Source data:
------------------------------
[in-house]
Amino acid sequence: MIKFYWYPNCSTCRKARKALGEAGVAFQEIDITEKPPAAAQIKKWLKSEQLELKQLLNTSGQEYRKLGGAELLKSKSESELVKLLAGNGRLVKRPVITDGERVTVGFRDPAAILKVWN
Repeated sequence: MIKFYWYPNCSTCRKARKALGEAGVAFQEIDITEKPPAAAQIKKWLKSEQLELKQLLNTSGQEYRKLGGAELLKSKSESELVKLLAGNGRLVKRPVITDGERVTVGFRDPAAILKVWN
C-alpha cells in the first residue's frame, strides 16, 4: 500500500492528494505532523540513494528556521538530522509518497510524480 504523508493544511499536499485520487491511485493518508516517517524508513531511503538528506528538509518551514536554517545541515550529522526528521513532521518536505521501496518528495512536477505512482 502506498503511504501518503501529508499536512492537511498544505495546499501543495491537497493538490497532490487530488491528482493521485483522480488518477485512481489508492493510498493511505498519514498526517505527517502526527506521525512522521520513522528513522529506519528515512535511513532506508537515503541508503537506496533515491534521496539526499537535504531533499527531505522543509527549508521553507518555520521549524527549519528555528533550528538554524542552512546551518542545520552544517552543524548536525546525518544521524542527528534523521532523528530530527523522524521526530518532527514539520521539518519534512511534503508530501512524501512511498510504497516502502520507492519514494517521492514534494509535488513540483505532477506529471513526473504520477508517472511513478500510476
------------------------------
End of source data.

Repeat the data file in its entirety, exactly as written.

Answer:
[in-house]
Amino acid sequence: MIKFYWYPNCSTCRKARKALGEAGVAFQEIDITEKPPAAAQIKKWLKSEQLELKQLLNTSGQEYRKLGGAELLKSKSESELVKLLAGNGRLVKRPVITDGERVTVGFRDPAAILKVWN
Repeated sequence: MIKFYWYPNCSTCRKARKALGEAGVAFQEIDITEKPPAAAQIKKWLKSEQLELKQLLNTSGQEYRKLGGAELLKSKSESELVKLLAGNGRLVKRPVITDGERVTVGFRDPAAILKVWN
C-alpha cells in the first residue's frame, strides 16, 4: 500500500492528494505532523540513494528556521538530522509518497510524480 504523508493544511499536499485520487491511485493518508516517517524508513531511503538528506528538509518551514536554517545541515550529522526528521513532521518536505521501496518528495512536477505512482 502506498503511504501518503501529508499536512492537511498544505495546499501543495491537497493538490497532490487530488491528482493521485483522480488518477485512481489508492493510498493511505498519514498526517505527517502526527506521525512522521520513522528513522529506519528515512535511513532506508537515503541508503537506496533515491534521496539526499537535504531533499527531505522543509527549508521553507518555520521549524527549519528555528533550528538554524542552512546551518542545520552544517552543524548536525546525518544521524542527528534523521532523528530530527523522524521526530518532527514539520521539518519534512511534503508530501512524501512511498510504497516502502520507492519514494517521492514534494509535488513540483505532477506529471513526473504520477508517472511513478500510476